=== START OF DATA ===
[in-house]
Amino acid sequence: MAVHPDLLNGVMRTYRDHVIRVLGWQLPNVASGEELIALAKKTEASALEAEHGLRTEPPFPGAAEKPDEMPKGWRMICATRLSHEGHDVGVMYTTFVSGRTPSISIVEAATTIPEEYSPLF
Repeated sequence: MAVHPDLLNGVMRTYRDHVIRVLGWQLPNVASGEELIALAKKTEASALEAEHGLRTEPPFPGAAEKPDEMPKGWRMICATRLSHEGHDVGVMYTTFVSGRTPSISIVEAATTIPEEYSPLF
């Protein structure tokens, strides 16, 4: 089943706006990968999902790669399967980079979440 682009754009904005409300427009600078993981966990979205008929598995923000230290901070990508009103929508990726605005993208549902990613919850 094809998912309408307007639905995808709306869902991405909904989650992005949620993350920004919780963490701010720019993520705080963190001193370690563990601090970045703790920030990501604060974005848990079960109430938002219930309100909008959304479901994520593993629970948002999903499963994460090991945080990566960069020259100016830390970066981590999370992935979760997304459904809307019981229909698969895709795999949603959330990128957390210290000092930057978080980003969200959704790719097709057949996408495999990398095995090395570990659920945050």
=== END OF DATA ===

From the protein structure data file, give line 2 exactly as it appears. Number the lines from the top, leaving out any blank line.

Amino acid sequence: MAVHPDLLNGVMRTYRDHVIRVLGWQLPNVASGEELIALAKKTEASALEAEHGLRTEPPFPGAAEKPDEMPKGWRMICATRLSHEGHDVGVMYTTFVSGRTPSISIVEAATTIPEEYSPLF